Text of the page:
Well, it happened. I snapped today. At least I did it privately though. I was in the shower when it hit – although I’m not really sure what "it" was. All I can is that I cried and cried and it took everything I had left in me to not start screaming.
I think I need a hug.
I’m not really sure what is wrong with me – it is probably just "trainleg" which I’ve heard can be just as, if not more, dehabilitating as jetlag. I think I’m tired, people. T.I.R.E.D. I’m really enjoying traveling, but being on my own this long is finally wearing me down. I’m tired of having no one to talk to. I’m tired of being the one who has to always sort everything out. I’m just tired.
I arrived in Moscow perfectly on time yesterday. Anne and Greg (the only other people in my carriage) also got off at Moscow. I’m so happy they did! They were here before and knew their way around. Also, Anne knows a little Russian. Moscow is NOT set up for tourists. At all. There are no signs in English. If you are going to be here, you had better learn Cyrillic. Fortunately, that isn’t too hard. I learned on my own, on the train. And although I can’t say I understand Russian, I can find a KОФи shop or мкдоналдс. And that makes me happy. Anyway, without Anne and Greg I would have been lost trying to find the metro station that should be right there. They were even, in part, going the same way as me. We went one stop together, to Prospekt Mira, then had to go in opposite directions on the same line.
I went the one stop and exited the station with no problem. Well… I shouldn’t make it sound as sweat-free as all that. I was constantly looking around for potentially corrupt cops and gangs of gypsy children. Both are supposed to prey on tourists, especially around metro stations and the like. The first supposedly take your passport, find something "wrong" with it, and make you pay them to give it back. The latter knife open your bag and steal shit. In my case, most of my bag is filled with dirty laundry. (Except hand washing my undies in Siberia on the train, no laundry has been done since Langkawi. Sick.) I didn’t see either cops or gypsies though.
I found my hostel with relatively little trouble as well, dodgy as it seemed. A bleak, unmarked door with nothing but a peephole and a number pad. 111K111 and I was in. Rode to the fourth floor in an elevator that barely held me, my stinky bag, and a woman going to the second floor. The hostel is the only place on this floor. The door was heavy, padded, brown, obviously locked with a peephole. Taped to the door is a computer-generated sign that says "Welcome to Lenin Hostel" that did not exactly inspire confidence in the place as an upstanding five-star resting establishment. At first I couldn’t figure out how to get in. The door was, as I surmised by looking at it, locked. I finally saw an unmarked button that surely must be a doorbell of some kind. I pushed it and, joy, it made noise. An unsmiling young Russian let me in. He checked my reservation and got me some sheets. He showed me to Room 10 and threw the sheets up on a bunk, said "ok" (as a statement, not a question) and left me to make my bed. All the furniture in here is obviously Ikean. It was in China too. What’s with that? I made the bed and went to shower. Oh God! How glorious a hot shower was after six days! And the water pressure was much better than in Beijing.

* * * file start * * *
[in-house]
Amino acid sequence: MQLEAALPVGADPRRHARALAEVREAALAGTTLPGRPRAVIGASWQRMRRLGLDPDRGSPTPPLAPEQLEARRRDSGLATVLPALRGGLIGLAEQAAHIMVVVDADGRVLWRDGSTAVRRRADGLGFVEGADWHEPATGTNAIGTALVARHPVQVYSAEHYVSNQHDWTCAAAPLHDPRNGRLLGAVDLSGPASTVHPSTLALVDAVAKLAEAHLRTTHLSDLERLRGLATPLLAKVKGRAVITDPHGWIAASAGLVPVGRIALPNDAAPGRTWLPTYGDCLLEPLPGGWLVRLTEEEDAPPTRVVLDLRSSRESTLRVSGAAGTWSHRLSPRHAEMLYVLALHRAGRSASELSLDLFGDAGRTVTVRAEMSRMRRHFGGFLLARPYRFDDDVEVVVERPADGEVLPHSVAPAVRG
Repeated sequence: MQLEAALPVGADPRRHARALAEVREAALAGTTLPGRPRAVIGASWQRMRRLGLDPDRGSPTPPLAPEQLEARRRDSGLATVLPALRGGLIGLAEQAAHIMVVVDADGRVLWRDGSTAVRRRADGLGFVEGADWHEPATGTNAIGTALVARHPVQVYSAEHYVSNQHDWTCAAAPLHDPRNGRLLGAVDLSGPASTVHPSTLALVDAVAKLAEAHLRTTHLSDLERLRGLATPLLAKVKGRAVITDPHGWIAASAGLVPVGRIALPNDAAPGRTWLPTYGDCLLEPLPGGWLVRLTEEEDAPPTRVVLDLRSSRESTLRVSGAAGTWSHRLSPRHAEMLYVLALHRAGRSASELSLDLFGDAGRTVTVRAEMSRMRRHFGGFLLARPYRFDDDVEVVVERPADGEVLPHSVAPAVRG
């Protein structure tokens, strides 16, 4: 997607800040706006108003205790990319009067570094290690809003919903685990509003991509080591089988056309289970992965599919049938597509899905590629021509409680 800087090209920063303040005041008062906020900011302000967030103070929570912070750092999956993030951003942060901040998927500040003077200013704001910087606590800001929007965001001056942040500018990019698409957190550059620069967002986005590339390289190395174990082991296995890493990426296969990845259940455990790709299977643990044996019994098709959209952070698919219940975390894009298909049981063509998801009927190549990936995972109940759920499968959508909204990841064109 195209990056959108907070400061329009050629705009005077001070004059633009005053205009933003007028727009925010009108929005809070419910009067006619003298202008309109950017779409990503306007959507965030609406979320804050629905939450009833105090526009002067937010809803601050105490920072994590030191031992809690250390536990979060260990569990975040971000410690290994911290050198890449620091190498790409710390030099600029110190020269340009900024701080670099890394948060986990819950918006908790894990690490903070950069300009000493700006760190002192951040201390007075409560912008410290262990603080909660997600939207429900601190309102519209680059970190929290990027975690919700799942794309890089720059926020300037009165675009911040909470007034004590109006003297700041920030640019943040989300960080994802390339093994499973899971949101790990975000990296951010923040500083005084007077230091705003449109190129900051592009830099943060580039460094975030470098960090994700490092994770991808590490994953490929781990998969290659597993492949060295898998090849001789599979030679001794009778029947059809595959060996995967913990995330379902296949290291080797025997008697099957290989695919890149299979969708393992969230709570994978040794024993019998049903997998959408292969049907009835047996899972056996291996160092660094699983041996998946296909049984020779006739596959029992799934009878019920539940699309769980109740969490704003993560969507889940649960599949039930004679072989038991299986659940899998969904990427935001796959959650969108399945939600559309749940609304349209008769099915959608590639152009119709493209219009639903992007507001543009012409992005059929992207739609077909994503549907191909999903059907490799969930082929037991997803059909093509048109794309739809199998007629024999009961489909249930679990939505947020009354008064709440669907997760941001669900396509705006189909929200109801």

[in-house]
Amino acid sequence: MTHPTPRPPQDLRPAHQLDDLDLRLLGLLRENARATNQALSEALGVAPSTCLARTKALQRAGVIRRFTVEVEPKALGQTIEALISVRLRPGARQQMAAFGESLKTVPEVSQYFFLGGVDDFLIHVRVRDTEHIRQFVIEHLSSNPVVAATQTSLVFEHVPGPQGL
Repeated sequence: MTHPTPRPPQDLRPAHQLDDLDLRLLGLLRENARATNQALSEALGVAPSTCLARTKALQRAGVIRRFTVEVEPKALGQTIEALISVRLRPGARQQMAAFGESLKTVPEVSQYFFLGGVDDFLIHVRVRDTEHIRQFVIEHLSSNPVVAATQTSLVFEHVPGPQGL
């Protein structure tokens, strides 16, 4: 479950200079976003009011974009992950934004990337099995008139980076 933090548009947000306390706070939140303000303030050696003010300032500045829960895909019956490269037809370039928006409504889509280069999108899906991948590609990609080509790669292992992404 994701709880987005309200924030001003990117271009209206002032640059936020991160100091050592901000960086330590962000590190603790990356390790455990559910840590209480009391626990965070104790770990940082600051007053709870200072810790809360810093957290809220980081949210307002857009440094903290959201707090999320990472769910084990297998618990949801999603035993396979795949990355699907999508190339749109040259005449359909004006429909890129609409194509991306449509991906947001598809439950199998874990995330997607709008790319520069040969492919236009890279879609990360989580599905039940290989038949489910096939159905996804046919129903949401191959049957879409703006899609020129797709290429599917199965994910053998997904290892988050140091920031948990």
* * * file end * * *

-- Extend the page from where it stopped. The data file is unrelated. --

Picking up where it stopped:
Feeling much more human, I went online to (mostly) delete spam and get my train tickets delivered to my hostel. I also emailed my moms so she knew I was alive, and then booked a flight from London to Dublin. I’m officially sick and tired of booking tickets without understanding the layout of the country. At least, in this case, I understood the language.
After that, I went to an ATM and got some cash. Then to find food. Once again, I was sorely tempted to go to мкд’с. Not because I like it, but because I was tired of being so on-guard that I just wanted something familiar and safe. I bucked up though and went to "SMall Pub". And nearly got burned. The menu was entirely in Russian. Balls! I figured out the beer part of the menu but was lost after that. Fortunately, there was a young girl there that spoke English. She helped me order Cream of Mushroom soup as a starter, and then a porkchop with fried potatoes for the main. It was pretty good. After I ate, I came back to the hostel and, at about 7:30pm, I went to bed, exhausted.
The next day (today), I woke up very early (6:30am first), and was up and out of the hostel by 9am. And off I went, to find the Belarus Embassy. Although I don’t know where to look for road signs, and trying to follow an English map (which I finally realized I was looking at upside-down*) to find streets labeled in Cyrillic, I found the embassy at about 9:25am**. So I left and walked back to a coffee shop I had found. I had fresh grapefruit juice, drip coffee, and a smoked salmon croissant. It was great. At 10am, I walked back to the embassy. Problem one: the door was locked. There was a buzzer, and a voice answered (in Russian, natch). When I said hello, they said more to me in Russian. Which I didn’t understand. Fortunately, people who did speak Russian arrived right at that moment, glanced at me contemptuously, spoke back to the box in Russian, and the door opened. I followed them in. And guess who was there getting their visas? Anne and Greg! I was happy to see them, but not happy with what they said – namely that yes, I would need a passport photo, as well as a copy of my passport and Russian visa, as well as my train tickets. They had also downloaded the application off the internet. Of that list, I had a passport photo and a copy of my passport. I went up to the window anyway. She gave me an application, but basically (in Russian) told me to piss off and get a copy of my Russian visa. So I filled out my application and went back out into the mean streets of Moscow, uncertain where to get a fucking photocopy made. And the greatest part was that I only had just over an hour left to get my visa application in or it wouldn’t get processed.